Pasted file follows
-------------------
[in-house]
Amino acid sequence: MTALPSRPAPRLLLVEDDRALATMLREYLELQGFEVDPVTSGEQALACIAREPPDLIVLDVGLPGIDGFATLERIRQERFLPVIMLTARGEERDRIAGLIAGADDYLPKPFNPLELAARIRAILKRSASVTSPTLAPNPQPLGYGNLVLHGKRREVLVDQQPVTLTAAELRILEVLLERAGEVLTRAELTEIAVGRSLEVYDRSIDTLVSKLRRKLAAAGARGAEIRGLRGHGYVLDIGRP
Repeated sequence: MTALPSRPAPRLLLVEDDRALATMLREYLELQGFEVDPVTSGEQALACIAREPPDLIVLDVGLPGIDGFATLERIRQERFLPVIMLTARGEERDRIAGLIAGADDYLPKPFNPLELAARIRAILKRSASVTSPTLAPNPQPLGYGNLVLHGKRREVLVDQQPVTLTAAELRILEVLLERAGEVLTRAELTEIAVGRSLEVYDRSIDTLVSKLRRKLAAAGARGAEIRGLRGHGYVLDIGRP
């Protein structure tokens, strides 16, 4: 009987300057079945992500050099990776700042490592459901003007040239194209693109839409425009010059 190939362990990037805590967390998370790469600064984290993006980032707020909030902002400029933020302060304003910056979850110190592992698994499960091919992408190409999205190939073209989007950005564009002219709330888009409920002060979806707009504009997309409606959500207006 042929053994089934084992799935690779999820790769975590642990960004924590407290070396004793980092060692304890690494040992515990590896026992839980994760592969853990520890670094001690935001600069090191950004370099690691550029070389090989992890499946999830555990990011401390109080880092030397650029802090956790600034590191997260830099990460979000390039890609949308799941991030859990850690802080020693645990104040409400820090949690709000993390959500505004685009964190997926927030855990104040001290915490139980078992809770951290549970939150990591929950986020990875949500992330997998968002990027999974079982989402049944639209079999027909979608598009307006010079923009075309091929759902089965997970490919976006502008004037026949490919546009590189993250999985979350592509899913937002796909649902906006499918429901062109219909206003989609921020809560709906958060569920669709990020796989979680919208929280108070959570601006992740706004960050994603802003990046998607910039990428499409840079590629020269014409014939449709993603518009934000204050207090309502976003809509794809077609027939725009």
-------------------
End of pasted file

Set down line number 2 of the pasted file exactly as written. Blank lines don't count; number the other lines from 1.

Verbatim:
Amino acid sequence: MTALPSRPAPRLLLVEDDRALATMLREYLELQGFEVDPVTSGEQALACIAREPPDLIVLDVGLPGIDGFATLERIRQERFLPVIMLTARGEERDRIAGLIAGADDYLPKPFNPLELAARIRAILKRSASVTSPTLAPNPQPLGYGNLVLHGKRREVLVDQQPVTLTAAELRILEVLLERAGEVLTRAELTEIAVGRSLEVYDRSIDTLVSKLRRKLAAAGARGAEIRGLRGHGYVLDIGRP